And why don't you write? Write! Writing is for you, you are for you; your body is yours, take it. I know why you haven't written. (And why I didn't write before the age of twenty-seven.) Because writing is at once too high, too great for you, it's reserved for the great --that is for 'great men'; and it's 'silly'. Besides, you've written a little, but in secret. And it wasn't good, because it was in secret, and because you punished yourself for writing, because you didn't go all the way, or because you wrote, irresistibly, as when we would masturbate in secret, not to go further, but to attenuate the tension a bit, just enough to take the edge off. And then as soon as we come, we go and make ourselves feel guilty --so as to be forgiven; or to forget, to bury it until the next time....
The Dark Continent is neither dark nor unexplorable. It is still unexplored only because we've been made to believe that it was too dark to be explorable. And because they want to make us believe that what interests us is the white continent, with its monuments to Lack. And we believed. They riveted us between two horrifying myths: between the Medusa and the abyss. That would be enough to see half the world laughing, except that it's still going on. For the phallogocentric sublation is with us, and it's militant, regenerating the old patterns, anchored in the dogma of castration. They haven't changed a thing: they've theorized their desire for reality! Let the priests tremble, we're going to show they our sexts!
Too bad for them, if they fall apart upon discovering that women aren't men, or that the mother doesn't have one. But isn't this fear convenient for them? Wouldn't the worst be, isn't the worst, in truth, that women aren't castrated, that they have only to stop listening to the Sirens (for the Sirens were men) for history to change its meaning? You only have to look at the Medusa straight on to see her. And she's not deadly. She's beautiful and laughing....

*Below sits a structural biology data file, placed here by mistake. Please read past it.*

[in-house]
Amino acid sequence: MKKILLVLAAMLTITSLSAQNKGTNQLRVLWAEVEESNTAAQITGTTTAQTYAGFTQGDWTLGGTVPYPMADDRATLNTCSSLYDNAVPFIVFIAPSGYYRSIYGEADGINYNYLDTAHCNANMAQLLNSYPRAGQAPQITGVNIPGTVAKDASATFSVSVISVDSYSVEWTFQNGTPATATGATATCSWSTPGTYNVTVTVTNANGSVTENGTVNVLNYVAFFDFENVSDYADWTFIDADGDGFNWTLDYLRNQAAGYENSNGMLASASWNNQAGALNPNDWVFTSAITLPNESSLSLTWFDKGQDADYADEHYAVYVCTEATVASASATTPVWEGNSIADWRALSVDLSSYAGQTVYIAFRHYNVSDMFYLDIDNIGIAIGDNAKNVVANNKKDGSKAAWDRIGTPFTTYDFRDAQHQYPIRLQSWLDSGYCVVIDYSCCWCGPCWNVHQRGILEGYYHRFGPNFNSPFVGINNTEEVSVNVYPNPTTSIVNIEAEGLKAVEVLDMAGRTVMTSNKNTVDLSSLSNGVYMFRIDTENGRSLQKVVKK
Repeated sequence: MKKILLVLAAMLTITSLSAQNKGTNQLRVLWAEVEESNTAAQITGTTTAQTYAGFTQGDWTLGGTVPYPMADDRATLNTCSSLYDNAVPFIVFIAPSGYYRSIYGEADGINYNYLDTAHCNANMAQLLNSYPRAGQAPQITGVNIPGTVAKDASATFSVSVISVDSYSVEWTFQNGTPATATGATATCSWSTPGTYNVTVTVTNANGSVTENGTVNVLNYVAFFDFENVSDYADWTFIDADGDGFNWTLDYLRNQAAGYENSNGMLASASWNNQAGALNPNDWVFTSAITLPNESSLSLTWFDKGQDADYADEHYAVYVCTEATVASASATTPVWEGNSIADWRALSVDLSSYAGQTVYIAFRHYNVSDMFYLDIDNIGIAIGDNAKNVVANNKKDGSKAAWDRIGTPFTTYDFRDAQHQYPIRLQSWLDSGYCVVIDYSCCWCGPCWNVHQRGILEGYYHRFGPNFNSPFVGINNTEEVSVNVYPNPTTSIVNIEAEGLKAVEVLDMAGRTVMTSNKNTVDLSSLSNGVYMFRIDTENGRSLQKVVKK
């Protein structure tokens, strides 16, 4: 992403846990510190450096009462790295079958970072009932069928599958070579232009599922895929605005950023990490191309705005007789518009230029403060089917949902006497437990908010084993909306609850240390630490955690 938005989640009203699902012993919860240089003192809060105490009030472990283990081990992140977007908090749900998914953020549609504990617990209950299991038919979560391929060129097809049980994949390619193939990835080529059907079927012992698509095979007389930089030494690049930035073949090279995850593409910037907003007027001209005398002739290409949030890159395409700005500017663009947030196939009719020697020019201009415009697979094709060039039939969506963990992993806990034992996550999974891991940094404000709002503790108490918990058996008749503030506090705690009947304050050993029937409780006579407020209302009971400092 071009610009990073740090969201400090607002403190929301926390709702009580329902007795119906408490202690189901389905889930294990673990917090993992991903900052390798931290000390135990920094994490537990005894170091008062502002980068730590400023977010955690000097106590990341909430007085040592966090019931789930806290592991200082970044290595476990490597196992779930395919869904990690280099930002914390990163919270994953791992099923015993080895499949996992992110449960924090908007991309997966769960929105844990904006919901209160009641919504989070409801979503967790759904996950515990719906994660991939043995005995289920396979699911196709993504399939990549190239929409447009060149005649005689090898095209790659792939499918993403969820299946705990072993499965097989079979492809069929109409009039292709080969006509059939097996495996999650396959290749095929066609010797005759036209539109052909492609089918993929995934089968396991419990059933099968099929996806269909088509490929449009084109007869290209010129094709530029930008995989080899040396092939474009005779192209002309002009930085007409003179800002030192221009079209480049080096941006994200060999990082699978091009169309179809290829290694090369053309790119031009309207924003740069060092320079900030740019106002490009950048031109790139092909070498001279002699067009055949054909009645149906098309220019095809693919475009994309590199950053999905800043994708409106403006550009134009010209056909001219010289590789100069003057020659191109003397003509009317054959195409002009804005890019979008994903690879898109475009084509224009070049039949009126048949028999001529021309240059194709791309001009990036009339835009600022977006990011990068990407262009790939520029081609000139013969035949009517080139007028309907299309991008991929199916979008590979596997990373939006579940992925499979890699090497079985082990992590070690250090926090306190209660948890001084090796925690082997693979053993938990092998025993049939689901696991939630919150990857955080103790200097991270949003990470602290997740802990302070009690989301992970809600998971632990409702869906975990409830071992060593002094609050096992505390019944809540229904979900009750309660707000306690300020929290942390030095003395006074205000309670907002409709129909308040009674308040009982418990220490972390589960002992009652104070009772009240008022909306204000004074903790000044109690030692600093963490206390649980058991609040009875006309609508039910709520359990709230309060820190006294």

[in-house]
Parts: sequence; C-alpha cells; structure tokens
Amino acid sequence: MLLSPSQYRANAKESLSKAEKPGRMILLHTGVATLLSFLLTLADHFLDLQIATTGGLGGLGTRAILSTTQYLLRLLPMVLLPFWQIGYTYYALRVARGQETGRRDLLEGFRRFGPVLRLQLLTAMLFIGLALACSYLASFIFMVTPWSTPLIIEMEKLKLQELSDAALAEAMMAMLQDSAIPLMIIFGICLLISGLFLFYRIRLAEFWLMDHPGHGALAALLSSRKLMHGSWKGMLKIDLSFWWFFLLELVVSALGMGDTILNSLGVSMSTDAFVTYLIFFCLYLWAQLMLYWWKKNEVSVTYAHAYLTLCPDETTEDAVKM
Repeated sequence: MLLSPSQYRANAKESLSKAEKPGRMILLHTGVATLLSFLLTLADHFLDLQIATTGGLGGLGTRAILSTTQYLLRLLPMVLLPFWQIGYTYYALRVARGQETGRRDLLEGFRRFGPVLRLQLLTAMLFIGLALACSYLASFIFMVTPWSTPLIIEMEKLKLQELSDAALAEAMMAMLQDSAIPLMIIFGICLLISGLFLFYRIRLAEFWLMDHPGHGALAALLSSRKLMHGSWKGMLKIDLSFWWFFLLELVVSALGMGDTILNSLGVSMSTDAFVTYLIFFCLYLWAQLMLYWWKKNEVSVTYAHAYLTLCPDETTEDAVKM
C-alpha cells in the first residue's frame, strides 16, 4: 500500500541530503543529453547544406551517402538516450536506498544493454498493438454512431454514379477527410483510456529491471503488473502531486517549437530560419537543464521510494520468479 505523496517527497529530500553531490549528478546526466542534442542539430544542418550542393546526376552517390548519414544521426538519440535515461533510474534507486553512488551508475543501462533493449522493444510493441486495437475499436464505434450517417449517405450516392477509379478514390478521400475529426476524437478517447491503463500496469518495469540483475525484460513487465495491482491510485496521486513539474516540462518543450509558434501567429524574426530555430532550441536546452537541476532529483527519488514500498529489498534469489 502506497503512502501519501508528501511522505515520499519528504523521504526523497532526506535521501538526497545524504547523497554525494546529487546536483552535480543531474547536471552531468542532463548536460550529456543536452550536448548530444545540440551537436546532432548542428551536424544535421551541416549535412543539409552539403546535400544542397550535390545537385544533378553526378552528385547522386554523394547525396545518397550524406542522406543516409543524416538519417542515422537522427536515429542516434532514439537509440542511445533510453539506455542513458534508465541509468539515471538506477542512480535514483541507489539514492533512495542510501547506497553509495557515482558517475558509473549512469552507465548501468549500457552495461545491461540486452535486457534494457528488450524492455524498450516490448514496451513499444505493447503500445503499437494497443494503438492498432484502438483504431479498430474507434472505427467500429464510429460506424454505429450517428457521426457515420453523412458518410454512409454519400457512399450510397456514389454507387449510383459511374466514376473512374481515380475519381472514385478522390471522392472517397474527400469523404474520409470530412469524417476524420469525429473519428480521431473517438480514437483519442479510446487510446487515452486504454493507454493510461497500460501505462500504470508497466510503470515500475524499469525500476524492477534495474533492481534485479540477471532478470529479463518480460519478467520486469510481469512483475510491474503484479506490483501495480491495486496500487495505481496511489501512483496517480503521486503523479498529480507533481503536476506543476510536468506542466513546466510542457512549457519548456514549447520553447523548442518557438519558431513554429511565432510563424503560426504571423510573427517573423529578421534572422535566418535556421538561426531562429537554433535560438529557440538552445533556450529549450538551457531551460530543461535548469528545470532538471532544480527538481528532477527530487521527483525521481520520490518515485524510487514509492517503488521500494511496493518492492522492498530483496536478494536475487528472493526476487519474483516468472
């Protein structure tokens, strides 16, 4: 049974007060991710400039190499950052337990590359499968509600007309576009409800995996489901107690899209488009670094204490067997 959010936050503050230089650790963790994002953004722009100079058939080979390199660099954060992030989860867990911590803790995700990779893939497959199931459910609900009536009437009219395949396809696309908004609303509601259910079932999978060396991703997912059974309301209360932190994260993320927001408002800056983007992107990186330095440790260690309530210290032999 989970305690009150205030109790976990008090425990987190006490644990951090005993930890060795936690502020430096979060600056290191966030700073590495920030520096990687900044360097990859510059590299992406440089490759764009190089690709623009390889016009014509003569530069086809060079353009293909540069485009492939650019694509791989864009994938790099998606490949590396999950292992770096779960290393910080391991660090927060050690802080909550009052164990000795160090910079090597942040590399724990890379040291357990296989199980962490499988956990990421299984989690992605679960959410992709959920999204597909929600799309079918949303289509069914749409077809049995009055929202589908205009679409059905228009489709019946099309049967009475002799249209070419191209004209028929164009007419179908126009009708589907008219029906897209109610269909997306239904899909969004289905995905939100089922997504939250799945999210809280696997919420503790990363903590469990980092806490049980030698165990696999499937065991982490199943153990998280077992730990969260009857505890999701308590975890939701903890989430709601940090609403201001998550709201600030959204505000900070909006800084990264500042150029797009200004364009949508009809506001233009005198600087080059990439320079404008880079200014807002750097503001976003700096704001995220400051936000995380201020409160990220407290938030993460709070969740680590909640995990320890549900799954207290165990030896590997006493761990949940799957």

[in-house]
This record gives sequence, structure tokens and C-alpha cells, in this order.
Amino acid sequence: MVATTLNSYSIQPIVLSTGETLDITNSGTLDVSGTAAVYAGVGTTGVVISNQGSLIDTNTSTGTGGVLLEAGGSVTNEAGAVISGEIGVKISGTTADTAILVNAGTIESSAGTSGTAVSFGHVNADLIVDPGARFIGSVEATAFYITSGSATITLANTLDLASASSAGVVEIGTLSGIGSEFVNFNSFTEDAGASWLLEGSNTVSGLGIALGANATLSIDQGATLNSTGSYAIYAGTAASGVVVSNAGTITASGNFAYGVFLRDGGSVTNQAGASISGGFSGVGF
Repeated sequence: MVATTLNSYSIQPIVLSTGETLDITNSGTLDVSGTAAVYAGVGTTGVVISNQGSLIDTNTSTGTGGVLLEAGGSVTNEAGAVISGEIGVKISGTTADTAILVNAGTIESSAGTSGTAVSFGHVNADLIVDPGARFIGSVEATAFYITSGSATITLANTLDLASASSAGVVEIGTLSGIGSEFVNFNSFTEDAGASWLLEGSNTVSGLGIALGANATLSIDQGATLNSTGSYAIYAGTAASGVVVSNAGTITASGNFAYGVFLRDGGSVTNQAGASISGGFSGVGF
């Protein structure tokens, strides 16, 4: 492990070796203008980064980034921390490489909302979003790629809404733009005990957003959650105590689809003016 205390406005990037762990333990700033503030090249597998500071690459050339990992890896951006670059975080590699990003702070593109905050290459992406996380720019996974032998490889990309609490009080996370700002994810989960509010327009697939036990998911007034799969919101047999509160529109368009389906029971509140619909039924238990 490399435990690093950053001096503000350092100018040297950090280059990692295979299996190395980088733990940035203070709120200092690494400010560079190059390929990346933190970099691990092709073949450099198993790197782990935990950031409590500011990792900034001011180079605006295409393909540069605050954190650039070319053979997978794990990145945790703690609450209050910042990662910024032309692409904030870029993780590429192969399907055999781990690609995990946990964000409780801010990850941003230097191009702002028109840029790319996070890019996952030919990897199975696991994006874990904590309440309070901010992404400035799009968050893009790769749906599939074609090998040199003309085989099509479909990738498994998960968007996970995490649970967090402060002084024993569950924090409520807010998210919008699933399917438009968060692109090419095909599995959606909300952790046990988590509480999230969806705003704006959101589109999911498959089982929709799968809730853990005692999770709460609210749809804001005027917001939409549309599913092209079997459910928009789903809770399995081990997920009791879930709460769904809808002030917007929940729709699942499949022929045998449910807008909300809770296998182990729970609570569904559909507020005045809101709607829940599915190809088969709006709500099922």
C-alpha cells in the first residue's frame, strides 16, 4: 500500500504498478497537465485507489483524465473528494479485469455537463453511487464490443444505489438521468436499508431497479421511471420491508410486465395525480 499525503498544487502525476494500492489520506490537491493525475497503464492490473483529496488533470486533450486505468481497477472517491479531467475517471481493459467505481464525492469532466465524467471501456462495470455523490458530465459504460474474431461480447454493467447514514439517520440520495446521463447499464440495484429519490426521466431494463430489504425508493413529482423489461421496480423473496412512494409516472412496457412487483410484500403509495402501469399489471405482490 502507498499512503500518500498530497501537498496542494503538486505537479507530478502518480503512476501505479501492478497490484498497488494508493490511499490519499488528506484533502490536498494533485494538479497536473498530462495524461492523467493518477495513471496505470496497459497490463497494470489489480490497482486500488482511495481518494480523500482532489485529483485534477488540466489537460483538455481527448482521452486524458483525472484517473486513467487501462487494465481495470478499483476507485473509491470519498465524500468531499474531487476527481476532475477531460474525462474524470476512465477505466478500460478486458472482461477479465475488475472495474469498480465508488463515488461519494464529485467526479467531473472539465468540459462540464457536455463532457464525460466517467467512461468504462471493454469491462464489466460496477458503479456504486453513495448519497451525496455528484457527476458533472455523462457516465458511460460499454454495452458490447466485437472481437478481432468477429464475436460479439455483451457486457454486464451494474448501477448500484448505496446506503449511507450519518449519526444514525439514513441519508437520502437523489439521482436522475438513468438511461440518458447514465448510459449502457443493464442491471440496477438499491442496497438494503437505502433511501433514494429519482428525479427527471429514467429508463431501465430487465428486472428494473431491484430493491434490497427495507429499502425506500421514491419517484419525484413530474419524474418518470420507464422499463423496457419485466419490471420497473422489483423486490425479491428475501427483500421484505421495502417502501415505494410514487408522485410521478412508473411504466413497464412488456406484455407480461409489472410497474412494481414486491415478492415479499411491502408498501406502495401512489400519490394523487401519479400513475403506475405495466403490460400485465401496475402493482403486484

We've been turned away from our bodies, shamefully taught to ignore them, to strike them with that stupid sexual modesty; we've been made victims of the old fool's game: each one will love the other sex. I'll give you your body and you'll give me mine. But who are the men who give women the body that women blindly yield to them? Why so few texts? Because so few women have as yet won back their body. Women must write through their bodies, they must invent the impregnable language that will wreck partitions, classes and rhetorics, regulations and codes, they must submerge, cut through, get beyond the ultimate reverse-discourse, including the one that laughs at the very idea of pronouncing the word 'silence', the one that, aiming for the impossible, stops short before the word 'impossible' and writes it as 'the end.'
Such is the syntax of women that, sweeping away syntax, breaking that famous thread (just a tiny little thread, they say) which acts for men as a surrogate umbilical cord, assuring them --otherwise they couldn't come-- that the old lady is always right behind them, wathcing them make phallus, women will go right up to the impossible....
Helene Cixous "The Laugh of the Medusa" Resource Page